Wednesday Jun 30, 2010

Summer Reading - July-August 2010 Oracle Magazine

OK, before any wisecrack comments, this is not my only summer reading, but one of my great finds since joining Oracle is definitely the Oracle Magazine. In the July-August issue, a must read is the interview of Oracle Chief Corporate Architect Edward Screven on the importance of open source and open standards. The cover feature on The Virtual Enterprise also is a compelling article discussing how Oracle customer JP Morgan Chase is using Oracle virtualization technologies.

While Oracle has many virtualization technologies, one discussed by both articles is Oracle VM. When considered in combination with the new Sun Fire x4800 server, Oracle VM is a great example of the benefits of Oracle's Software. Hardware. Complete. engineering philosophy. While there are alternative VM technologies in the market, Oracle VM is one of the few that can take full advantage of the capabilities of servers built using Intel's latest 7500 series x86 CPUs like the Sun Fire x4800. Oracle VM can take full advantage of all 64 x86 cores in the Sun Fire x4800 as well as all 1 TB of memory. If you are not using Oracle VM as your virtualization platform, you might want to ask your VM vendor when they will support a full 1 TB of memory and 64 CPU cores like Oracle VM does today (full Oracle VM technical specs can be found here).

You can read all of this issue of Oracle Magazine online, but I also recommend that you signup for your own complimentary subscription. The paper copy is highly recommended for poolside or beach lounging, as well as for those 10 minute periods during takeoffs and landings.

Tuesday Jun 29, 2010

A Petabyte of Storage Isn't What it Used to Be

Just a few years ago, few CIOs would have imagined managing a petabyte of storage in their data center. Those that did typically had a significant staff of storage administrators to manage the complex SAN infrastructure required. But in today's world where a 500 GB laptop drive fits in your shirt pocket and consumer 2 TB drives can be purchased at your favorite electronics store for about $100, the petabyte barrier is being crossed even by many mid size organizations. But as storage administrators know, a petabyte worth of disk drives doesn't equate to a petabyte of usable storage. Disk formatting and RAID partitioning can use up to 50% of your storage and user quotas meant to ensure a single user doesn't use up all of your storage downloading high definition video files can leave valuable unused storage inaccessible when you need it. As a result, many CIOs are surprised to learn just how little they actually can store on a petabyte of storage. Worse yet, software features like deduplication and compression, if even available, are sold as costly add-on options which require even more staff hours to administer. If you are wondering how to deal with the ever increasing cost and complexity of delivering petabyte class enterprise storage infrastructure, you need look no further than Oracle's Sun Unified Storage.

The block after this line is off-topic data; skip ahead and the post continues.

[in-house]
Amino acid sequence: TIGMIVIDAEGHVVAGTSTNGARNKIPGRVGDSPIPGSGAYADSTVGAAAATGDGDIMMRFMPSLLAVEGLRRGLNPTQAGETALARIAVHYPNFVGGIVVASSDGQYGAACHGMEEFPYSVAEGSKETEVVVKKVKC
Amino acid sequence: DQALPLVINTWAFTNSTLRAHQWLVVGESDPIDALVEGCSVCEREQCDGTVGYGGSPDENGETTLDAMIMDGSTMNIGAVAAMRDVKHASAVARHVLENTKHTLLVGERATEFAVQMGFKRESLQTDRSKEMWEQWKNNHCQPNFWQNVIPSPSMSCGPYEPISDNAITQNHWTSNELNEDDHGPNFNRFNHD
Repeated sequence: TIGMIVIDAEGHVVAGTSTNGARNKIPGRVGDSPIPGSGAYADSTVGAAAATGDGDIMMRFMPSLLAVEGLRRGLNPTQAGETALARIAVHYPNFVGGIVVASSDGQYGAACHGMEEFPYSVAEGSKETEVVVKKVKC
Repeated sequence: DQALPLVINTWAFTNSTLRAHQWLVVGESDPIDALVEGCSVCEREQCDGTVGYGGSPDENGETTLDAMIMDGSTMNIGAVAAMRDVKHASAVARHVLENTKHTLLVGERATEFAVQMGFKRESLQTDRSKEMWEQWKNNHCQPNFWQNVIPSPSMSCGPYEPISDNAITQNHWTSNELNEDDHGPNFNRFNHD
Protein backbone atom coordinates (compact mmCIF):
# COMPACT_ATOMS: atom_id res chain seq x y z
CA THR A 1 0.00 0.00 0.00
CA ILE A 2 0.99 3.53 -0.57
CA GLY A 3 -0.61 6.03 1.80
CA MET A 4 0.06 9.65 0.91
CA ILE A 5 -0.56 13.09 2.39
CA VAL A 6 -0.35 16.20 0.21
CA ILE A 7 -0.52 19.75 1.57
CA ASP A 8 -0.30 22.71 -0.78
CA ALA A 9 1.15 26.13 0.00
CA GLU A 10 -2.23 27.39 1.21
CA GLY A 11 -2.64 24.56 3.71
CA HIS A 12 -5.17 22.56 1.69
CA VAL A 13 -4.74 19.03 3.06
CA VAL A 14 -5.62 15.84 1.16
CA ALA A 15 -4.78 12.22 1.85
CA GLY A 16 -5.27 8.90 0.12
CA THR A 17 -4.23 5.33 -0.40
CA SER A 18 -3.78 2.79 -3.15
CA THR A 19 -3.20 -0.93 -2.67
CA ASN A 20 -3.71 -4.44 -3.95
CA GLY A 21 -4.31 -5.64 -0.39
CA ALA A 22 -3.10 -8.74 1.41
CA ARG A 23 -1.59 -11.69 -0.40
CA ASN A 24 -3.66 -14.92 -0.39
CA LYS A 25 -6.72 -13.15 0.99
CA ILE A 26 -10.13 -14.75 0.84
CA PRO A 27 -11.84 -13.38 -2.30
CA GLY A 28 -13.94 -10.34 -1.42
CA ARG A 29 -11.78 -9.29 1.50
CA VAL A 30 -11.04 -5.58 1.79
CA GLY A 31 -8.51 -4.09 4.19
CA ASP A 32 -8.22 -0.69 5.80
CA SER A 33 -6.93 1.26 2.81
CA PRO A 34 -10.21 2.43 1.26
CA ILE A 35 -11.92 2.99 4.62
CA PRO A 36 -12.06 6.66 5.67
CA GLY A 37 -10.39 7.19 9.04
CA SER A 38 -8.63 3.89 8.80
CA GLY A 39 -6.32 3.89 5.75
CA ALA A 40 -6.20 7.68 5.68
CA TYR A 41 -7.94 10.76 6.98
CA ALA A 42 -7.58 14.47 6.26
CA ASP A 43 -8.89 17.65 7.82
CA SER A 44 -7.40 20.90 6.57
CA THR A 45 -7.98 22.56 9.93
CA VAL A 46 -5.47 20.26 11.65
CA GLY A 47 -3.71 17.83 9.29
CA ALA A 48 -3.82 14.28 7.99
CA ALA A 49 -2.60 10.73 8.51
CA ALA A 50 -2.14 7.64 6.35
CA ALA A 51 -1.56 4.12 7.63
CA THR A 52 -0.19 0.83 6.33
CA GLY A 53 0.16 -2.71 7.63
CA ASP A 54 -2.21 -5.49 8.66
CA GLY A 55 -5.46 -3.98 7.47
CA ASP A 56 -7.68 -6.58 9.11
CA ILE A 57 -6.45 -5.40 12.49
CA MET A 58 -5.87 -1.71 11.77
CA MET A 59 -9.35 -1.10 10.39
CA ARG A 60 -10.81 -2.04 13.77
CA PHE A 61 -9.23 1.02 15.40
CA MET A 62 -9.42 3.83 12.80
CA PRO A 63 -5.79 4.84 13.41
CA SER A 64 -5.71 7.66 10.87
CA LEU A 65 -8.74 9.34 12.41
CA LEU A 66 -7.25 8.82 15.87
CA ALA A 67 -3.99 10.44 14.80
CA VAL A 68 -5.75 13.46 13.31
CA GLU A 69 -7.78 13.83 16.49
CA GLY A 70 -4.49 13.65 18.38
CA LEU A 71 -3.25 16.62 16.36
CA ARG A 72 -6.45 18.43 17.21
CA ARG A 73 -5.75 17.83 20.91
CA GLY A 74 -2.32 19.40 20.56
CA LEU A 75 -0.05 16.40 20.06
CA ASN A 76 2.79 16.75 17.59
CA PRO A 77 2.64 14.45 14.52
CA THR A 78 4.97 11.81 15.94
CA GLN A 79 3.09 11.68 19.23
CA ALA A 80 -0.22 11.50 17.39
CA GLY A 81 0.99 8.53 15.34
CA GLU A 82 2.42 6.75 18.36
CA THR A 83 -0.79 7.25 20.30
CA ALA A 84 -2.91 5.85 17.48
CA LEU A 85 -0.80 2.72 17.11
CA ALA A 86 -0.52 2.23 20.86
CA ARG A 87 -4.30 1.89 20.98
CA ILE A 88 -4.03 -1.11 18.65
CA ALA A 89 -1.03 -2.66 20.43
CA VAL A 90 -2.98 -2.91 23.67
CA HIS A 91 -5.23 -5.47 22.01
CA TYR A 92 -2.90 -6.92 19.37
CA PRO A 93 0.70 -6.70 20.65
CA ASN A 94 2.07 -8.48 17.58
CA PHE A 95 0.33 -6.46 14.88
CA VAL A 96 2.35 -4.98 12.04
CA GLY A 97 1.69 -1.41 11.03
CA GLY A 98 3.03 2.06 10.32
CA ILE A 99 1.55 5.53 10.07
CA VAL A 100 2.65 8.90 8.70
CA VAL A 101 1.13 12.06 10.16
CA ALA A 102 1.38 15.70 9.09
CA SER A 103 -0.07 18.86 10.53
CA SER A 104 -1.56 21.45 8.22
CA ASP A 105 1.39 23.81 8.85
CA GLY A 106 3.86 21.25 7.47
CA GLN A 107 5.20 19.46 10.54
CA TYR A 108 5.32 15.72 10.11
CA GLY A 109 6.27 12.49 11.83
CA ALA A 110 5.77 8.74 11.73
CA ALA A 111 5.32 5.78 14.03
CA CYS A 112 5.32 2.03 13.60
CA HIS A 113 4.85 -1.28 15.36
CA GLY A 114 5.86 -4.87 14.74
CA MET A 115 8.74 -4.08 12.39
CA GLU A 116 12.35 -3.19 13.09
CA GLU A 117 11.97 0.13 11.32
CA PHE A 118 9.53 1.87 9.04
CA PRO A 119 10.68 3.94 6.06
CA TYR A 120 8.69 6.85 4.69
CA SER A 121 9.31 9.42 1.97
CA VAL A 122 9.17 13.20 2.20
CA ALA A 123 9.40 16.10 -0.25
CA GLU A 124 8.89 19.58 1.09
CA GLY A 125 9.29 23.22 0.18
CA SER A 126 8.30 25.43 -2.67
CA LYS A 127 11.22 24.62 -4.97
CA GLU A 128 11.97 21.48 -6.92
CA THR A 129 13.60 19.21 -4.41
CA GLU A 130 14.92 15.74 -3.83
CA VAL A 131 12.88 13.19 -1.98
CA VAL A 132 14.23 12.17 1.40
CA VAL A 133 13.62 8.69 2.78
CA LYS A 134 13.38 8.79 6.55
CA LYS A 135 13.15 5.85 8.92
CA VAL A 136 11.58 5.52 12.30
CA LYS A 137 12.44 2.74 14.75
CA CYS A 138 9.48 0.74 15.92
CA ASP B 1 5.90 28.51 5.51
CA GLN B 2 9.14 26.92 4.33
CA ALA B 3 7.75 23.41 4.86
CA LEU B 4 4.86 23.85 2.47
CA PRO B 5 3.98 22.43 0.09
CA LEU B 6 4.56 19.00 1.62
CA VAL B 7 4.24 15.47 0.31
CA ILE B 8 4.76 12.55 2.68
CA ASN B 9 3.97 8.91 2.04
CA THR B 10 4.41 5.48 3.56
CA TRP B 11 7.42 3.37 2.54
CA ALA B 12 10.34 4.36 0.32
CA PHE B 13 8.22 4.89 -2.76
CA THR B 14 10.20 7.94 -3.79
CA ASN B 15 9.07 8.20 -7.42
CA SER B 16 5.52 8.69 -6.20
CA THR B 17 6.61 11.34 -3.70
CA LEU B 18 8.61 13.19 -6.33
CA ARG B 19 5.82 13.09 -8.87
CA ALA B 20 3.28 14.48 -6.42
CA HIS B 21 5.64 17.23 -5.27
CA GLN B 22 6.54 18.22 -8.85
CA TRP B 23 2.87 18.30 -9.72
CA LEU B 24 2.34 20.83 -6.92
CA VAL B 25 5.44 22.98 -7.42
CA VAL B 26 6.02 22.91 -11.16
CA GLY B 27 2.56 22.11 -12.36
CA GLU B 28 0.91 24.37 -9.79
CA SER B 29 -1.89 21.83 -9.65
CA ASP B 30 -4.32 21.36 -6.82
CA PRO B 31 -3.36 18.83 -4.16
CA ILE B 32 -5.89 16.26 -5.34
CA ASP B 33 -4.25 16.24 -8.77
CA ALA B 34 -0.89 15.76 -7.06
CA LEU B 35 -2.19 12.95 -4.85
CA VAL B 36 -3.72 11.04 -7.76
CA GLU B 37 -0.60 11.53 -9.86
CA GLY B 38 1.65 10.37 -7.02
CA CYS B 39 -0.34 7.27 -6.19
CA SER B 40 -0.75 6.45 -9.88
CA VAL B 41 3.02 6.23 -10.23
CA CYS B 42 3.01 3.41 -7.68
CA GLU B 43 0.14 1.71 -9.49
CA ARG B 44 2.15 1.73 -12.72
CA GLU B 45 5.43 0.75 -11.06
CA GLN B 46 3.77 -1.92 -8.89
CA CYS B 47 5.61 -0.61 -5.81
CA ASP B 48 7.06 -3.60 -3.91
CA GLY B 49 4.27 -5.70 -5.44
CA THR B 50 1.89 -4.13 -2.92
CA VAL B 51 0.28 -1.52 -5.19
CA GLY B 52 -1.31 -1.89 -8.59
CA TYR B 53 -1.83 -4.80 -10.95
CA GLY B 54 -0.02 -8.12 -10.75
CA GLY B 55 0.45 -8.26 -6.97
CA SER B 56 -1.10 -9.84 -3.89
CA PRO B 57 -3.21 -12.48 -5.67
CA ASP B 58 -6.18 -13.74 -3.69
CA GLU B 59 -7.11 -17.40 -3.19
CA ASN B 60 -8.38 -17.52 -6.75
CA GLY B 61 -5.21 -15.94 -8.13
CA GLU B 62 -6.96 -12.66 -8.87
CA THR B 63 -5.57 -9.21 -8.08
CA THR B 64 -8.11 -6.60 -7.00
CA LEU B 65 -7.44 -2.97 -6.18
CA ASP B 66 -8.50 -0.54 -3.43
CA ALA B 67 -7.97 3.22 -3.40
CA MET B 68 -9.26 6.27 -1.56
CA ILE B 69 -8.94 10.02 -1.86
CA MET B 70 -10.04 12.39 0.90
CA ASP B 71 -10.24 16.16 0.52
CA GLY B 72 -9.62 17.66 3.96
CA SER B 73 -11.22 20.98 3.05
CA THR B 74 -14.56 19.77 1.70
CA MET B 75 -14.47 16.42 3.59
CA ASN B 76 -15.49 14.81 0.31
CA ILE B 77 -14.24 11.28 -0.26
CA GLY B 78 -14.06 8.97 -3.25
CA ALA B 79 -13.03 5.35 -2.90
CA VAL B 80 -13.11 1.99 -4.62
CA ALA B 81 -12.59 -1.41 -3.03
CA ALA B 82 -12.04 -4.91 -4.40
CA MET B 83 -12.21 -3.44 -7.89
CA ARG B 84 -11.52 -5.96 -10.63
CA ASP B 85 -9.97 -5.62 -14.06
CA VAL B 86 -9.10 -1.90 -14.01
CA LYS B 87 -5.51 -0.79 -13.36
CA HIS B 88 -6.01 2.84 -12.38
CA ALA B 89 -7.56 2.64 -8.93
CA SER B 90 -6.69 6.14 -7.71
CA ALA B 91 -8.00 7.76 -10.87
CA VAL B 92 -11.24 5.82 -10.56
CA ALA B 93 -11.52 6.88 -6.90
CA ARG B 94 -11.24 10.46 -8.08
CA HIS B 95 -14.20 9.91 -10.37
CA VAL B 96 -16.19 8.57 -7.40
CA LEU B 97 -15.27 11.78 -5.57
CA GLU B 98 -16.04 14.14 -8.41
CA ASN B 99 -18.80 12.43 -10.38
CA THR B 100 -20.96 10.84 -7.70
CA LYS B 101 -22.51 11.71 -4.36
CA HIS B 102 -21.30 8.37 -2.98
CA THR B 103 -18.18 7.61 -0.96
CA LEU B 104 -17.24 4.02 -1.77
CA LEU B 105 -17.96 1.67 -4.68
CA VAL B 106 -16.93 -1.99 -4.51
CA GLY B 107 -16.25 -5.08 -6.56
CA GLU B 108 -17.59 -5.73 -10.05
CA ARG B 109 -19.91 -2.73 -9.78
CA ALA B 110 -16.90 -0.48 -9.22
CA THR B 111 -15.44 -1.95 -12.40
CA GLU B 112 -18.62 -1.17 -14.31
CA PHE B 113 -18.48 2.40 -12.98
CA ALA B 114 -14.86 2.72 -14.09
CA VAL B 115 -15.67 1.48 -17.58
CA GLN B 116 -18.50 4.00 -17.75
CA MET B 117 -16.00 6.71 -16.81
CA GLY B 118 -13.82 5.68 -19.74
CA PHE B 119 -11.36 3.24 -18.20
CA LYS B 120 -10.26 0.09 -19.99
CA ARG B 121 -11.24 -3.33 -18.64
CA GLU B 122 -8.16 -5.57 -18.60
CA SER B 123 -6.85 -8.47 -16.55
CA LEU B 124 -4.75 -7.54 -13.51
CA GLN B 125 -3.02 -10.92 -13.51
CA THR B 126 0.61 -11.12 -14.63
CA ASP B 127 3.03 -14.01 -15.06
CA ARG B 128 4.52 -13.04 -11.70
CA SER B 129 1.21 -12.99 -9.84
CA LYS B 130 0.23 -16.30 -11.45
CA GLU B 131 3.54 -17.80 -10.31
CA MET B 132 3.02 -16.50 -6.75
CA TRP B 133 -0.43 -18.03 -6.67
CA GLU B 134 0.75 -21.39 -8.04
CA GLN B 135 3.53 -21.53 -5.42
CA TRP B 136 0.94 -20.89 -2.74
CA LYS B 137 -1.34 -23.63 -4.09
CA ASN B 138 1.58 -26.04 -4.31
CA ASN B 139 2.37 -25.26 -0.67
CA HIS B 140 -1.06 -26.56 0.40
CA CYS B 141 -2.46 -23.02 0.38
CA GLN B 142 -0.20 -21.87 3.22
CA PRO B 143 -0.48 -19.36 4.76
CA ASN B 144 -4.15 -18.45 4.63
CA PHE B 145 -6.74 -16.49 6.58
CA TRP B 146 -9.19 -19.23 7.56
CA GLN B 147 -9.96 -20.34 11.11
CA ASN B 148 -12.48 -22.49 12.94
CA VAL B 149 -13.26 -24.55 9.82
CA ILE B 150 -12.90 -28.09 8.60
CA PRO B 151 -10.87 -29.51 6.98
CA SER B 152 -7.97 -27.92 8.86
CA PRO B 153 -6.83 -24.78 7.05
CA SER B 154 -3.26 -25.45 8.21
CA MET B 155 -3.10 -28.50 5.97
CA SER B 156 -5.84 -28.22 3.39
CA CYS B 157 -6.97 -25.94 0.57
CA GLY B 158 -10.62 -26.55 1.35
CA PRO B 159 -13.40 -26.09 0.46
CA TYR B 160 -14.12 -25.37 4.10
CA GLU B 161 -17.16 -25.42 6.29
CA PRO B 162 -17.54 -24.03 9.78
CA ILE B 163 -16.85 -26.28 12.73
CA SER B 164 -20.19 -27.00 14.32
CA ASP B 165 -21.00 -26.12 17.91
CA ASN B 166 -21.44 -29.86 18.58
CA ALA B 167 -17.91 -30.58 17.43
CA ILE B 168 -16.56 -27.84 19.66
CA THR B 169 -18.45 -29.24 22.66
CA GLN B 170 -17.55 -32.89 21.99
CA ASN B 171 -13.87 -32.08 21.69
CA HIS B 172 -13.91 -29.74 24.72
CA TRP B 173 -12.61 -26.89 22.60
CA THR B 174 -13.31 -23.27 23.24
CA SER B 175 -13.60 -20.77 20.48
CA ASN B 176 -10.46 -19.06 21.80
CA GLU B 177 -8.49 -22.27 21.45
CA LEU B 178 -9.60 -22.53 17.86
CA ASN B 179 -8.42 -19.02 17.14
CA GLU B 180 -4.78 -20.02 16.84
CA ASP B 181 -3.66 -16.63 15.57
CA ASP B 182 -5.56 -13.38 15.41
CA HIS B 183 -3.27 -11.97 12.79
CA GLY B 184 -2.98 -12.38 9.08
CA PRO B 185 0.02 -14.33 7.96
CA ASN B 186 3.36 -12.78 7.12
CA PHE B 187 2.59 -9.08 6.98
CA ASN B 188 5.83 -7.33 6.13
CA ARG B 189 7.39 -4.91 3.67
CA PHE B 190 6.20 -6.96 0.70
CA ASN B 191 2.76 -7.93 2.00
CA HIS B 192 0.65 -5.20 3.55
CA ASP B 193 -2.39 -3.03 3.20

Starting with the entry level Sun Storage 7110, Sun Unified Storage scales up to 576 TB of raw capacity with the newly upgraded Sun Storage 7410. However, unlike other storage offerings that deliver much less usable storage than their raw capacity, Oracle's unified storage offerings often delivery more storage than their raw capacity. Lets take a look at how that's done.

For starters, Oracle's unified storage products are all based on the ZFS file system so you get ZFS's powerful data compression built in at no additional cost. ZFS data compression not only saves valuable storage space, it can actually speed up applications like the MySQL database. Listen to what Oracle customer Don MacAskill from online photo site SmugMug had to say about ZFS data compression and MySQL. Full disclaimer, I'm a happy paying customer of SmugMug storing about 20,000 pictures on the site.

Of course, Oracle's unified storage offers a lot more ways to save storage than simple data compression. While other storage vendors require you to purchase costly software upgrades, often from 3rd party firms, to enable data deduplication, all of Oracle's unified storage servers now offer deduplication built in. So if I upload 10 copies of the same picture to SmugMug they only need to store it once (actually, SmugMug keeps four copies of every unique picture I upload, one of the best availability and preservation policies of any photo site). Or if I'm running 10 copies of the same Oracle VM virtual machine image, deduplication can save me from storing duplicate data.

While SmugMug doesn't put any quotas on how many photos I can upload and store, most enterprise environments enforce user quotas to ensure a single user doesn't use up more storage than expected. Quotas have been around for many years. If you have a 100 TB filesystem, you can allocate 100 users a 1 TB quota and ensure you never run out of space. However, since many users will never use even a fraction of their quota, quotas can actually waste space. Enter so-called "lightweight" quotas. A lightweight quota scheme only allocates space to a user when they require it, allowing you, for instance, to share a 100 TB filesystem with 200 users, each with a 1 TB quota. This of course requires some additional active management as you approach your filesystem capacity to move users to new filesystems as you approach capacity. However, even most so-called lightweight quote systems don't reclaim space when a user deletes files. So if you have 100 users store 1 TB each of data, then they each delete half a TB, the quota system will still show 100 TB allocated. Oracle's unified storage is one of the only systems to implement truly lightweight quote systems. If a user stores 1 TB of data, then deletes half of it, the remaining 500 GB becomes available for other users.

The combination of data compression, data deduplication, and lightweight quotas all help you stretch more value out of a petabyte of data. Of course, those are only some of the ways that Oracle's unified storage helps you simplify your storage.